The Scan | GenomeWeb

The Scan

Reliance on Excel leads to errors in gene name lists, a new Genome Biology paper reports.

MIT researchers are using bees to collect and visualize urban microbiome samples, Wired reports.

Avoid These

Halloran Consulting's Laurie Halloran lists at Stat News the mistakes she sees startup companies make when pursuing a clinical trial.

This Week in Nature

In Nature this week: SNP reference panel from the Haplotype Reference Consortium, and more.

Still Reason to Test

Being born premature shouldn't mean infants with high blood sugar levels don't undergo genetic testing for neonatal diabetes, a study in Pediatrics says.

Scripps Research Institute investigators peer back at the RNA world.

This Week in Cell

In Cell this week: phosphoproteomic patterns in prostate cancer, effect of gene expression on fitness in yeast, and more.

Biotech Court

An op-ed in the Wall Street Journal calls for the establishment of a patent court staffed by judges and experts with science backgrounds.

The San Diego Union-Tribune takes a look at the work to be done in personalized medicine.

This Week in PNAS

In PNAS this week: chromosome instability in S. cerevisiae, structural differences and sequence divergence in rice, and more.

Someday, Someday

Widespread genome sequencing might not be justified just yet, USA Today reports.

Ohio State's Steve Rissing writes that gene drives may be helpful, but also may be harmful.

At Bloomberg, Faye Flam writes that a combination of gene variants and innovations has helped people make technological advances.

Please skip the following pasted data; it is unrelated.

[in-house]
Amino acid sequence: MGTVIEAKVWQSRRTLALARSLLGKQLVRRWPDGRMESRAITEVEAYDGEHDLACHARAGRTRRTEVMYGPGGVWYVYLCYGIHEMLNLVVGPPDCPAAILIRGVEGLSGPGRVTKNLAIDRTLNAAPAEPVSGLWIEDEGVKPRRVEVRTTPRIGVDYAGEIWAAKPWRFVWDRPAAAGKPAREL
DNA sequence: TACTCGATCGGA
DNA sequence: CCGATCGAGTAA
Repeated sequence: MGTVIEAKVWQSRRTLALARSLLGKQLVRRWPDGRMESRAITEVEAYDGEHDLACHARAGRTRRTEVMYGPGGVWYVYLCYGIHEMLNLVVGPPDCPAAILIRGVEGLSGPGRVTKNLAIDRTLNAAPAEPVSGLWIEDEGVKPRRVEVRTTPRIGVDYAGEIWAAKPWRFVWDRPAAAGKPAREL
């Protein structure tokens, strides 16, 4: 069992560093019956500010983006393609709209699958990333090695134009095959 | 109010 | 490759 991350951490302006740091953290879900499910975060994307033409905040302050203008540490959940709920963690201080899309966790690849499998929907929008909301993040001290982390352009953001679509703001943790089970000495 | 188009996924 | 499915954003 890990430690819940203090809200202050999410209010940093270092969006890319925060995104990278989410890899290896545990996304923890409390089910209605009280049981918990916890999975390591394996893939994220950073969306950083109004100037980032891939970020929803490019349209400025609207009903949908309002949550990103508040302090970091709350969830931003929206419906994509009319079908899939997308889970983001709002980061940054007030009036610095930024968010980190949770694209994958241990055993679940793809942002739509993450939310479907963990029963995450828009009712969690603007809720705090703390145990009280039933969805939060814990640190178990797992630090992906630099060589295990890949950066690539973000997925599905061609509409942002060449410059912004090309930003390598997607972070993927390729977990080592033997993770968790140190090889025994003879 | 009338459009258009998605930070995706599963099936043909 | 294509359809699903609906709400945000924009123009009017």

This Week in PLOS

In PLOS this week: variants that affect COPD biomarkers, high genetic diversity of Cryptococcus gattii in Brazil, and more.

Focused Drugs

Financial Times Magazine's Brooke Masters discusses the changes personalized medicine will bring to clinicians and drug developers.

23andMe's database has enabled it to link loci to disease and fuel better understanding of diseases like depression, KQED Science says.

Local opposition puts trial of genetically altered mosquitoes in the Florida Keys on hold, NPR reports.

This Week in Science

In Science this week: effort to reduce E. coli genome, and more.

'An Ordinary Strain'

Researchers have analyzed the genome of the anthrax strain from the 1979 bioweapons accident in the Soviet Union.

Diversity Needed

Genetic testing may have misdiagnosed African Americans with hypertrophic cardiomyopathy, a New England Journal of Medicine study says.

Researchers in Australia are seeking consent to use blood samples collected from indigenous Australians decades ago for genetic studies, the Guardian reports.

This Week in Nature

In Nature this week: Exome Aggregation Consortium analysis of some 60,000 exomes, and more.

Start It Themselves

Parents raise more than $1.8 million to start a clinical trial to help their daughter with Sanfilippo syndrome, Today reports.

Scorn for Science

The editors of Scientific American say in an editorial that Republican presidential candidate Donald Trump exhibits contempt for science.

Secured With Noise

A trio of researchers presents a differential privacy approach to protect people with data in genomic databases, Nature News reports.


The US National Labor Relations Board rules that graduate assistants have the right to unionize.

Sociologists find that dual-career programs are important for recruiting female academics, Inside Higher Ed reports.

Many more PhDs are produced in the sciences than there are tenure-track professor positions, the New York Times reports.

The Huffington Post explores why female graduate students might not report sexual harassment.